The first two months of the Biden administration have taught Republicans a painful lesson: Yes, elections have consequences, but elections that are not conceded have even worse consequences. Former President Trump’s insistence that he “won in a landslide” cost the Republicans control of the Senate, derailed a necessary post-mortem discussion about how the party can do better (after losing the popular vote in seven of the past eight presidential elections), and has crippled the party’s ability to combat an increasingly radical progressive agenda. Rather than owning the libs, the GOP is getting owned.
In short order, the Biden administration pushed through a massive $1.9 trillion stimulus package—a Keynesian spending orgy more than twice the size of Obama’s stimulus—that used the COVID emergency to advance an ambitious progressive wish list. The package expanded Obamacare, laid the groundwork for universal income and day care, and included a brazen federal power grab that prevents states from lowering taxes by mandating that states who do cut taxes cannot receive aid.
That was just the first act in an administration that wants to be as ambitious as FDR’s. As Biden described in his first press conference, Democrats are now gearing up to push a massive infrastructure package, followed by a sweeping domestic proposal focused on universal pre-K and free college. Together, they would cost about $3 trillion. Rather than paying for this by reducing government waste and cutting lower-priority spending, Biden wants to raise taxes for individuals and businesses. Democrats are aiming not just to transform our physical infrastructure (i.e., roads and bridges) but our nation’s social and political infrastructure. Their aim is liberal supremacy across the board—in culture, politics and economics.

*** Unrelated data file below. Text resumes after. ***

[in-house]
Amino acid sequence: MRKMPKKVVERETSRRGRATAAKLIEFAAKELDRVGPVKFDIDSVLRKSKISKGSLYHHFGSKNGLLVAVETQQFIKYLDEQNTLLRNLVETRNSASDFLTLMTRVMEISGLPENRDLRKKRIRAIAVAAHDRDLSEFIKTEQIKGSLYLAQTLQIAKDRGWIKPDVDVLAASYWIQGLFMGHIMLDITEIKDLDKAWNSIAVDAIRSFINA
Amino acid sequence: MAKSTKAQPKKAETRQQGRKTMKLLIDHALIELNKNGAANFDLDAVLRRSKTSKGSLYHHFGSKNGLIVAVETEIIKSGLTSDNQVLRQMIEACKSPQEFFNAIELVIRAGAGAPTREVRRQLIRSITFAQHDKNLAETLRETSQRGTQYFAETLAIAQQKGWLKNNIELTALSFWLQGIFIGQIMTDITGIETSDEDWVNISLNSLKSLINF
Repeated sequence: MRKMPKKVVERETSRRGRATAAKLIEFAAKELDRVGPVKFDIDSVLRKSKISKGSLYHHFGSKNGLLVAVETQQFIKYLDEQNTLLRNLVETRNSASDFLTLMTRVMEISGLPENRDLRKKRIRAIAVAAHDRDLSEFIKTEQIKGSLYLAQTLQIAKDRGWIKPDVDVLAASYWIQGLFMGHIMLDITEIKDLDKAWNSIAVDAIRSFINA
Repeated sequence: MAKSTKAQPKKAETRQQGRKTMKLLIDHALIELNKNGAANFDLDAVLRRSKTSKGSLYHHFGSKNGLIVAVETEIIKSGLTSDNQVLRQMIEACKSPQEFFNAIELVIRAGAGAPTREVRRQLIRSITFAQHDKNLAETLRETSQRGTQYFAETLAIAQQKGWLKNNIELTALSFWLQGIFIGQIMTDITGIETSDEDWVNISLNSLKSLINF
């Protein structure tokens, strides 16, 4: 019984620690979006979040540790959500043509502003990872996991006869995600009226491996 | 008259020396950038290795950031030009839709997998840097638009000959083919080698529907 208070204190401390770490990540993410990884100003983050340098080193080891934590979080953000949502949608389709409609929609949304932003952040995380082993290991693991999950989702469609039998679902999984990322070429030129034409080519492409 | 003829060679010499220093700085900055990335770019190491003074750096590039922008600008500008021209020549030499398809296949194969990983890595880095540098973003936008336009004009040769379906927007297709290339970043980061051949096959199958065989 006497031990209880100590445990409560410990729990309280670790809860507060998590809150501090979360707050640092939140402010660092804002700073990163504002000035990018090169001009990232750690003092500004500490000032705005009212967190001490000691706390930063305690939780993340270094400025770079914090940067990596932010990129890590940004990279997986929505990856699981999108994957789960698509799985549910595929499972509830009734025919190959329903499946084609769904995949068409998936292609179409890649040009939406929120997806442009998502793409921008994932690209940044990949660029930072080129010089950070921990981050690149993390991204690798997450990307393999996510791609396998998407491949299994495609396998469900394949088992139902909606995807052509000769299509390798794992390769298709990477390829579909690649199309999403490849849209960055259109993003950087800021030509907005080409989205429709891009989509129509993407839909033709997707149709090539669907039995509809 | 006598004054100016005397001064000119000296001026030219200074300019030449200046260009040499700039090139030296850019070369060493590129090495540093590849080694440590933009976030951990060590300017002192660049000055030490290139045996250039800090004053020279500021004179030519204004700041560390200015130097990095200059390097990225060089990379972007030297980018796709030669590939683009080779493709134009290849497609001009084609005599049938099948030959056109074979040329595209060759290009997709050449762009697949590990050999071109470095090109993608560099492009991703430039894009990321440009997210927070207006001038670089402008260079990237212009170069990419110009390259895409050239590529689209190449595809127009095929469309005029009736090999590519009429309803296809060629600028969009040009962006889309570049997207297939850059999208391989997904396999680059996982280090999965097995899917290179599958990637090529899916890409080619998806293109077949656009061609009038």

The only thing more alarming than the size and scope of these proposals is the degree to which Republicans are sleeping through them. While a few Republicans such as Pennsylvania Sen. Pat Toomey deftly documented the excess of the Biden stimulus, the clearest response was a secret vote in the Republican conference to bring back earmarks. So much for contrast.